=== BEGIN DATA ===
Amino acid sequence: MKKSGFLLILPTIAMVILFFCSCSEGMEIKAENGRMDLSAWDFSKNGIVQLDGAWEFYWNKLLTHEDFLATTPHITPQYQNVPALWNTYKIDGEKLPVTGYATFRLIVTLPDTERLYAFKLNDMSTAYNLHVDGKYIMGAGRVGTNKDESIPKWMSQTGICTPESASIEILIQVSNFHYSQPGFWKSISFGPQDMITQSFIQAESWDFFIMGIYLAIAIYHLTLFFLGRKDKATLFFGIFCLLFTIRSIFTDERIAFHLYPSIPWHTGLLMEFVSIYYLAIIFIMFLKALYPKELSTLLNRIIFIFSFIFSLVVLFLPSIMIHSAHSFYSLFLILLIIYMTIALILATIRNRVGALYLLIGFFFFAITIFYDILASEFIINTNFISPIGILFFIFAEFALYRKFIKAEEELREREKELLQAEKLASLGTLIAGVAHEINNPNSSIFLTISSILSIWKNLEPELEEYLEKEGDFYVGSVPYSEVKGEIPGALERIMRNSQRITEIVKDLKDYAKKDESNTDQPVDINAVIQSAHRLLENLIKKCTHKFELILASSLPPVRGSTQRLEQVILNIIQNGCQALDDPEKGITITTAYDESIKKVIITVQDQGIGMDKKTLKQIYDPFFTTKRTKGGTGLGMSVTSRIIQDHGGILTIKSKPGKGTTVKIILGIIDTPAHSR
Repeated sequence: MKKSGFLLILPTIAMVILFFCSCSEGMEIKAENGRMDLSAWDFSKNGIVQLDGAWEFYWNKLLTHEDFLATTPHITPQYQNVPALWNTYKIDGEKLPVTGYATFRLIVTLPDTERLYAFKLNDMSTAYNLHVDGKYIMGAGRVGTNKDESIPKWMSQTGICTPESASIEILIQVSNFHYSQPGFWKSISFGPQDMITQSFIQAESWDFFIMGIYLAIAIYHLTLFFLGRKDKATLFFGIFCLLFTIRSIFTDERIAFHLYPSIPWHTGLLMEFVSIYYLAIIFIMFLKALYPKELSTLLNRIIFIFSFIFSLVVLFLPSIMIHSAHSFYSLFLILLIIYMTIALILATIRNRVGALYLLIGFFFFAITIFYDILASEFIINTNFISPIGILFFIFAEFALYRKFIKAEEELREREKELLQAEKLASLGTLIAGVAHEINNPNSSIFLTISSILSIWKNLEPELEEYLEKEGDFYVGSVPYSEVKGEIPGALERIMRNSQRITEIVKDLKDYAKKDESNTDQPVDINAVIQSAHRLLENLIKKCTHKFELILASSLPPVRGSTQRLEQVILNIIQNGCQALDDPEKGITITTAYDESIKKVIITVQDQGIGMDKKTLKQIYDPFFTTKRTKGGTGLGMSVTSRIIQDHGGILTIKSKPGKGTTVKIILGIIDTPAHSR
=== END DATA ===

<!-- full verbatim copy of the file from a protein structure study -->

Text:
Amino acid sequence: MKKSGFLLILPTIAMVILFFCSCSEGMEIKAENGRMDLSAWDFSKNGIVQLDGAWEFYWNKLLTHEDFLATTPHITPQYQNVPALWNTYKIDGEKLPVTGYATFRLIVTLPDTERLYAFKLNDMSTAYNLHVDGKYIMGAGRVGTNKDESIPKWMSQTGICTPESASIEILIQVSNFHYSQPGFWKSISFGPQDMITQSFIQAESWDFFIMGIYLAIAIYHLTLFFLGRKDKATLFFGIFCLLFTIRSIFTDERIAFHLYPSIPWHTGLLMEFVSIYYLAIIFIMFLKALYPKELSTLLNRIIFIFSFIFSLVVLFLPSIMIHSAHSFYSLFLILLIIYMTIALILATIRNRVGALYLLIGFFFFAITIFYDILASEFIINTNFISPIGILFFIFAEFALYRKFIKAEEELREREKELLQAEKLASLGTLIAGVAHEINNPNSSIFLTISSILSIWKNLEPELEEYLEKEGDFYVGSVPYSEVKGEIPGALERIMRNSQRITEIVKDLKDYAKKDESNTDQPVDINAVIQSAHRLLENLIKKCTHKFELILASSLPPVRGSTQRLEQVILNIIQNGCQALDDPEKGITITTAYDESIKKVIITVQDQGIGMDKKTLKQIYDPFFTTKRTKGGTGLGMSVTSRIIQDHGGILTIKSKPGKGTTVKIILGIIDTPAHSR
Repeated sequence: MKKSGFLLILPTIAMVILFFCSCSEGMEIKAENGRMDLSAWDFSKNGIVQLDGAWEFYWNKLLTHEDFLATTPHITPQYQNVPALWNTYKIDGEKLPVTGYATFRLIVTLPDTERLYAFKLNDMSTAYNLHVDGKYIMGAGRVGTNKDESIPKWMSQTGICTPESASIEILIQVSNFHYSQPGFWKSISFGPQDMITQSFIQAESWDFFIMGIYLAIAIYHLTLFFLGRKDKATLFFGIFCLLFTIRSIFTDERIAFHLYPSIPWHTGLLMEFVSIYYLAIIFIMFLKALYPKELSTLLNRIIFIFSFIFSLVVLFLPSIMIHSAHSFYSLFLILLIIYMTIALILATIRNRVGALYLLIGFFFFAITIFYDILASEFIINTNFISPIGILFFIFAEFALYRKFIKAEEELREREKELLQAEKLASLGTLIAGVAHEINNPNSSIFLTISSILSIWKNLEPELEEYLEKEGDFYVGSVPYSEVKGEIPGALERIMRNSQRITEIVKDLKDYAKKDESNTDQPVDINAVIQSAHRLLENLIKKCTHKFELILASSLPPVRGSTQRLEQVILNIIQNGCQALDDPEKGITITTAYDESIKKVIITVQDQGIGMDKKTLKQIYDPFFTTKRTKGGTGLGMSVTSRIIQDHGGILTIKSKPGKGTTVKIILGIIDTPAHSR